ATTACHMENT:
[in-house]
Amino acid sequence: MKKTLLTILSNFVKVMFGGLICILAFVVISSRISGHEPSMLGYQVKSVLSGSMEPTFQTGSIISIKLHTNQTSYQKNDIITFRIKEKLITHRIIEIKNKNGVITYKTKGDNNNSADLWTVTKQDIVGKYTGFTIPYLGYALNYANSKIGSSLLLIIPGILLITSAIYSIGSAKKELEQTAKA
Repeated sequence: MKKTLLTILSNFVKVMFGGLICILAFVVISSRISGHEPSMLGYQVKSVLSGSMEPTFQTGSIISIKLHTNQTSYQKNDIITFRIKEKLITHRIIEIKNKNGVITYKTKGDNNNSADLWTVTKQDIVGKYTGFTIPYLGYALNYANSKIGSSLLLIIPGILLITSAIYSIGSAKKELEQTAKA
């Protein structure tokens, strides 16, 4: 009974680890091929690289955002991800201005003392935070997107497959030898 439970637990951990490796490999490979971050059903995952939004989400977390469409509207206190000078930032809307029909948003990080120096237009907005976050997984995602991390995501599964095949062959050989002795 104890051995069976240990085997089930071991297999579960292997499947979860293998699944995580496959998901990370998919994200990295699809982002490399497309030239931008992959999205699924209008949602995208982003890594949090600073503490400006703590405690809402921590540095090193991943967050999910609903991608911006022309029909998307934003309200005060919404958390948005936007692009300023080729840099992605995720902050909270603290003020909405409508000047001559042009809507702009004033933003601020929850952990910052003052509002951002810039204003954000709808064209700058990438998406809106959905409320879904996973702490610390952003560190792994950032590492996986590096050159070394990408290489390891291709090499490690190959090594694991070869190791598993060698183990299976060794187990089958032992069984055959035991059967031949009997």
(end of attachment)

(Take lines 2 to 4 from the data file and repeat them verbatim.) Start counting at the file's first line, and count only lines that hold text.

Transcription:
Amino acid sequence: MKKTLLTILSNFVKVMFGGLICILAFVVISSRISGHEPSMLGYQVKSVLSGSMEPTFQTGSIISIKLHTNQTSYQKNDIITFRIKEKLITHRIIEIKNKNGVITYKTKGDNNNSADLWTVTKQDIVGKYTGFTIPYLGYALNYANSKIGSSLLLIIPGILLITSAIYSIGSAKKELEQTAKA
Repeated sequence: MKKTLLTILSNFVKVMFGGLICILAFVVISSRISGHEPSMLGYQVKSVLSGSMEPTFQTGSIISIKLHTNQTSYQKNDIITFRIKEKLITHRIIEIKNKNGVITYKTKGDNNNSADLWTVTKQDIVGKYTGFTIPYLGYALNYANSKIGSSLLLIIPGILLITSAIYSIGSAKKELEQTAKA
């Protein structure tokens, strides 16, 4: 009974680890091929690289955002991800201005003392935070997107497959030898 439970637990951990490796490999490979971050059903995952939004989400977390469409509207206190000078930032809307029909948003990080120096237009907005976050997984995602991390995501599964095949062959050989002795 104890051995069976240990085997089930071991297999579960292997499947979860293998699944995580496959998901990370998919994200990295699809982002490399497309030239931008992959999205699924209008949602995208982003890594949090600073503490400006703590405690809402921590540095090193991943967050999910609903991608911006022309029909998307934003309200005060919404958390948005936007692009300023080729840099992605995720902050909270603290003020909405409508000047001559042009809507702009004033933003601020929850952990910052003052509002951002810039204003954000709808064209700058990438998406809106959905409320879904996973702490610390952003560190792994950032590492996986590096050159070394990408290489390891291709090499490690190959090594694991070869190791598993060698183990299976060794187990089958032992069984055959035991059967031949009997």